Overall, the Belden study concludes that the number of different people visiting a site may be as little as one-fifth of the number reported in visitor logs.

"The scale of the audience is dramatically smaller," Belden's Harmon says, but that news needn't be seen as all bad. It also means that the "unique visitors" represent a much smaller but also much more loyal group coming to a website much more often than the data originally suggested.

Half-baked counts?

This newspaper recently decided to count as visitors only those who allow their computers to store cookies - small bits of identifying data on their browsers. But even counting cookies presents problems - the most obvious being that, again, computers, not people, get tabulated. And, for privacy reasons, many Web surfers today are either setting their browsers to refuse cookies or are periodically deleting them.

Belden's data suggest that 30 to 40 percent of Web surfers delete their cookies as often as once a week. "We're encountering a good deal of disbelief on this" in the industry, Harmon says, adding that the subject of cookie-deleting needs more research.

High-traffic Internet sites often employ outside survey firms, such as Nielsen/NetRatings or comScore Media Metrix, to measure site traffic. Both use huge "panels" (comScore claims to have 1 million panelists) of computer users who, in exchange for incentives, permit the companies to track which websites they visit.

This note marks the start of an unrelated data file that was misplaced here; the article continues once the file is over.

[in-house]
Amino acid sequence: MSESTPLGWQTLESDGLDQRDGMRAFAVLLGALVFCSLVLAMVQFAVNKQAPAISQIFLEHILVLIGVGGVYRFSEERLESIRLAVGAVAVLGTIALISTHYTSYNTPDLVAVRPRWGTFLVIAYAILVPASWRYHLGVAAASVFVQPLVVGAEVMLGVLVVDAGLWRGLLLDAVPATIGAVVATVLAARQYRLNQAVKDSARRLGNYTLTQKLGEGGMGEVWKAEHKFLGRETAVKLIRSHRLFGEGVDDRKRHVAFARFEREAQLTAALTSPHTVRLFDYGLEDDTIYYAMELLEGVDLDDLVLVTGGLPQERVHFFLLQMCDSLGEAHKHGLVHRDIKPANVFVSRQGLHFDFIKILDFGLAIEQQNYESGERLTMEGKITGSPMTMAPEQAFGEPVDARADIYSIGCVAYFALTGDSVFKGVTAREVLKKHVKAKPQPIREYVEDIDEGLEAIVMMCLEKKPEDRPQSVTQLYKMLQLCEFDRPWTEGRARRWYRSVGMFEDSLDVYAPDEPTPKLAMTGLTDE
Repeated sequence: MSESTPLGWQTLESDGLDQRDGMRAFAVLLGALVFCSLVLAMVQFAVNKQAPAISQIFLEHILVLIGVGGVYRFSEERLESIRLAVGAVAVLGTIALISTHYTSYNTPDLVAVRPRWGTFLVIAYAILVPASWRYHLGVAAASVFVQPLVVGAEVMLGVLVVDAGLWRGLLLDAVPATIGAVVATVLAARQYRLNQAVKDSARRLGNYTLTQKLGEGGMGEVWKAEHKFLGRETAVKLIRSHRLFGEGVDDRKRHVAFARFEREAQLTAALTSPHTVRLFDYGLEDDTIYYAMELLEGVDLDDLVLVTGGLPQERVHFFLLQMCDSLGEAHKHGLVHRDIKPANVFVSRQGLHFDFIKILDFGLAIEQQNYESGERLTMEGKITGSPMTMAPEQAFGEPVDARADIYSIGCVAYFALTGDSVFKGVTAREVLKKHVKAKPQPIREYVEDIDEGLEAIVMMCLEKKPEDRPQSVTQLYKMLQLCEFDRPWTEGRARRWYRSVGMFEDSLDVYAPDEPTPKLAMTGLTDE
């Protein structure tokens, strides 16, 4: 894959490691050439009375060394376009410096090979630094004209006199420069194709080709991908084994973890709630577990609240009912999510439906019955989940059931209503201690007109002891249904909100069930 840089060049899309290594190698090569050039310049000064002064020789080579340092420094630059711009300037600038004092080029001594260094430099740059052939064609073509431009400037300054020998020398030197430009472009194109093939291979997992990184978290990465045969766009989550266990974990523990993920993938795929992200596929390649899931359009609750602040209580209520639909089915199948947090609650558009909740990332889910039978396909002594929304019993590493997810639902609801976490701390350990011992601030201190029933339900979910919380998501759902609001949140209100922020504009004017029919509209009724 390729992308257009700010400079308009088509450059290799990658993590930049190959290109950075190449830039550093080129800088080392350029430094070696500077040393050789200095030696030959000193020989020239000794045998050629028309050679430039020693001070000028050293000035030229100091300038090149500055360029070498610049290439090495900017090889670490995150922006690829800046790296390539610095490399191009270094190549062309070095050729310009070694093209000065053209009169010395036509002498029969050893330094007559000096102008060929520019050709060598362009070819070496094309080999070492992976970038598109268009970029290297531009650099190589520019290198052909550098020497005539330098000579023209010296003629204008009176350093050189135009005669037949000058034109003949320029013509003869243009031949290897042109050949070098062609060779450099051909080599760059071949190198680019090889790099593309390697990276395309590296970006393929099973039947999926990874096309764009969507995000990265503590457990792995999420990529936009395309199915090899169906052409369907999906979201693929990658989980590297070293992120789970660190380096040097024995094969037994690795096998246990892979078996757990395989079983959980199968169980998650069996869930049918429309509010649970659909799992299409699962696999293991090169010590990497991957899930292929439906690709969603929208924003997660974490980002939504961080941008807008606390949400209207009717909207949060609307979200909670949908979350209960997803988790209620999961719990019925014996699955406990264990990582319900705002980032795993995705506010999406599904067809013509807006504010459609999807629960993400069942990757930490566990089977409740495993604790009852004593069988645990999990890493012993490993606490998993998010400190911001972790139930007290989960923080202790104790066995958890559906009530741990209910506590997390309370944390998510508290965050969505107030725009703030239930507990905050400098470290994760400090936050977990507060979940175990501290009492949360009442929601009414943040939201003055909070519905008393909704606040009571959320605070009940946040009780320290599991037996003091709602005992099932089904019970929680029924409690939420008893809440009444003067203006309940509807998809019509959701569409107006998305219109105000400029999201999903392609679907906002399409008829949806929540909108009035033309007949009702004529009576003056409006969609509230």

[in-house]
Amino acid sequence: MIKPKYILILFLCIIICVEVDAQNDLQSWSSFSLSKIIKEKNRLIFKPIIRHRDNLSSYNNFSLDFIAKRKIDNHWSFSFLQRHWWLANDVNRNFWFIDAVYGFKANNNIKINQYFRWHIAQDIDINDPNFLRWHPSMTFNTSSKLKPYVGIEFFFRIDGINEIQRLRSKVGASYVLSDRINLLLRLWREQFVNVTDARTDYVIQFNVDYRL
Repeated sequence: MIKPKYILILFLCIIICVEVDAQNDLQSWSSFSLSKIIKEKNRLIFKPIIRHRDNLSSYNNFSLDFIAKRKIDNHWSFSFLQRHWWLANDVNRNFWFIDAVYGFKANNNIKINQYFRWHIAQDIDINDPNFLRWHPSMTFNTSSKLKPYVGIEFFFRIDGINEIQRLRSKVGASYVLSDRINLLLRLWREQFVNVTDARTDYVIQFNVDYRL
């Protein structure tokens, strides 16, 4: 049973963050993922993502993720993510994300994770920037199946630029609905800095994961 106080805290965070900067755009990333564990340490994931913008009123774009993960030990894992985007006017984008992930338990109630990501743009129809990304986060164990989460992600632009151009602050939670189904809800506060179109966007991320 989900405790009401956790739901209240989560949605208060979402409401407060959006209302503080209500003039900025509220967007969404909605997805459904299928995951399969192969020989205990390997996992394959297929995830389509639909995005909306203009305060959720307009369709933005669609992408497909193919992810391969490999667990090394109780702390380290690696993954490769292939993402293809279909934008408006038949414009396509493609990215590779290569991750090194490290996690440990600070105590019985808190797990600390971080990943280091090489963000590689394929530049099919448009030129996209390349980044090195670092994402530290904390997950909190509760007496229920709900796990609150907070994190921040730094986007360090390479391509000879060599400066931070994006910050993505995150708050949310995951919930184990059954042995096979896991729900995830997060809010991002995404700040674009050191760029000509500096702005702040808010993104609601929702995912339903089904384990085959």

But because many companies won't allow their workplace computers to be used for such purposes, "these panels clearly undersample at-work users," says Richard Gordon, a professor of online journalism at Northwestern University in Evanston, Ill.

Survey firms claim they do accurately assess the at-work market. But observers suggest that more and more visitors are being required to register before they can view a website. Even though visitors don't always give accurate information (one popular answer for ZIP Code is "90210"), registration produces the most accurate aggregate visitor numbers. "All of the major news sites" are moving in that direction, Professor Gordon says.

Prominent newspaper sites that already require registration include the New York Times, the Washington Post, and the Los Angeles Times. TBO.com is also in the process of moving to sitewide registration. Any short-term drop in unique visitors or page views will be compensated for by gaining a clearer picture of who the loyal readers are, Mr. Read says.

Not every potential reader wants to bother with filling out a registration form, which typically asks for the visitor's name, age, gender, address, and other personal information. And the Web's early tradition of allowing visitors to view sites in nearly total anonymity is hard to change. The website www.bugmenot.com, for example, has sprung up to maintain that privacy. It offers a group of communal passwords that visitors can use to access newspaper sites without registering for themselves - or, for that matter, being counted.